...Cross-Cultural Psychology Stephanie Sorrell Psychology 450 February 24, 2014 Dr. Jenne Meyer Cross-Cultural Psychology Introduction Psychology is the scientific study of human behavior. There are many different branches and fields of psychology. The field of psychology that will be discussed within this paper is called cross-cultural psychology. Cultural psychology will also be discussed. To begin these types of psychology will be defined and the so the differences and similarities between the two will also be discussed. In order to fully grasp an understanding of cultural and cross-cultural psychology, the role of critical thinking within this scientific study as well as the methodology used in this field of psychology will also be discussed. In the conclusion of this paper, a deep understanding of cultural psychology and cross-cultural psychology should be attained. This is yet another way in which people can attempt to understand why people, specifically groups of people, act the way they act, uphold certain traditions that they uphold and maintain certain customs that each culture has. It is only when a full knowledge of all similarities and differences amongst human beings is attained, that we can learn to work together as one for better of this world that we call home. Cultural Psychology In order to define cultural psychology, a definition of culture must first be stated. Culture is defined by the attitudes, behaviors, and symbols shared among a large group...
Words: 1161 - Pages: 5
...markets globally and offer an enhanced value proposition to our customers. This exercise has also provided us a staging platform for expansion across the entire oil and gas (“O&G”) development value chain and is creating potential cross-selling business development opportunities across the Group. 53 PERFORMANCE REVIEW World’s 1 OPERATIONAL HIGHLIGHTS The creation of SKD in May 2013 proceeded smoothly with human capital and strategic assets from both Seadrill Limited (“Seadrill”) and SapuraKencana integrated in a seamless manner, managing to fully retain their client base and key employees. The combination of Seadrill’s deep operational expertise, world-class customer access and ongoing transfer of knowledge, have certainly helped propel SapuraKencana’s competitive position and enabled us to take advantage of the positive growth dynamics within the industry. SKD is today a leading offshore drilling services provider globally with multiple No. Tender Rig Owner & Operator growth opportunities and strong value creation potential. The integration has accorded the Group more exposure to the higher margin drilling segment, expanded our reach across the entire value chain in key markets and is providing us the ability to leverage on more cross-selling opportunities. In FY2014, SKD’s existing tender rigs continued to undertake their longterm fixed price contracts for client’s such as Chevron, Royal Dutch Shell plc (“Shell”), PTTEP Thailand, BP plc (“BP”) and......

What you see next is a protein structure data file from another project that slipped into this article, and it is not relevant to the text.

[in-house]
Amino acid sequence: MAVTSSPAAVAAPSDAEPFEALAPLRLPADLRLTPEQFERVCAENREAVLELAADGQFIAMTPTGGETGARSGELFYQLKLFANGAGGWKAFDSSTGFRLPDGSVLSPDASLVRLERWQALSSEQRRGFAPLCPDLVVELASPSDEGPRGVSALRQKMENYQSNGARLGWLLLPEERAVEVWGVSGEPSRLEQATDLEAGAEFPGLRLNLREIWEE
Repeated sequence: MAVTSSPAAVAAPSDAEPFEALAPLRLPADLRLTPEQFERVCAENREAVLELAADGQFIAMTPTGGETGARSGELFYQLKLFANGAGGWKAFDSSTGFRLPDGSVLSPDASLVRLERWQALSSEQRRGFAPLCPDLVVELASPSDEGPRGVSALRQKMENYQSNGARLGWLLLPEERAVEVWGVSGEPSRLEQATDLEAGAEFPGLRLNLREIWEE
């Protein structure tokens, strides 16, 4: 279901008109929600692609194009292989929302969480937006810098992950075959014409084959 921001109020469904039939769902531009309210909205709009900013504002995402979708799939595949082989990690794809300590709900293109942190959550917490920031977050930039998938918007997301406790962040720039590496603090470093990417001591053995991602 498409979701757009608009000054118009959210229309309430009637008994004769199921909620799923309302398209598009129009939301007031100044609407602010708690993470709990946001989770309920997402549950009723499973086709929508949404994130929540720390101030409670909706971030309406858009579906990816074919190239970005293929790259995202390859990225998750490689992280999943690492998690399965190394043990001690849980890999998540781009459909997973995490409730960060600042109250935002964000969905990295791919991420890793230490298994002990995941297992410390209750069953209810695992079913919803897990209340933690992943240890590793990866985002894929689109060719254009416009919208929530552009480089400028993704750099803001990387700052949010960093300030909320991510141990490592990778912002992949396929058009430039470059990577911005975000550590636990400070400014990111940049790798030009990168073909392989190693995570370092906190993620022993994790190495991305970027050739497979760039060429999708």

Words: 70759 - Pages: 284
...CROSS-CULTURAL/INTERNATIONAL COMMUNICATION Photo by: Yuri Arcurs Business is not conducted in an identical fashion from culture to culture. Consequently, business relations are enhanced when managerial, sales, and technical personnel are trained to be aware of areas likely to create communication difficulties and conflict across cultures. Similarly, international communication is even further strengthened when businesspeople can anticipate areas of commonality. Finally, business in general is enhanced when people from different cultures find new approaches to old problems creating solutions by combining cultural perspectives and examining the problem at hand from each other's differing cultural perspectives. ETHNOCENTRISM Problems in business communication conducted across cultures often arise when participants from one culture are unable to understand culturally determined differences in communication practices, traditions, and thought processing. At the most fundamental level, problems may occur when one or more of the people involved clings to an ethnocentric view of how to conduct business. Ethnocentrism is the belief that one's own cultural group is somehow innately superior to others. 1 It is easy to say that ethnocentrism only affects the bigoted or those ignorant of other cultures, and so is unlikely to be a major factor in one's own business communication. Yet difficulties due to a misunderstanding of elements in cross-cultural communication may affect...
Words: 6025 - Pages: 25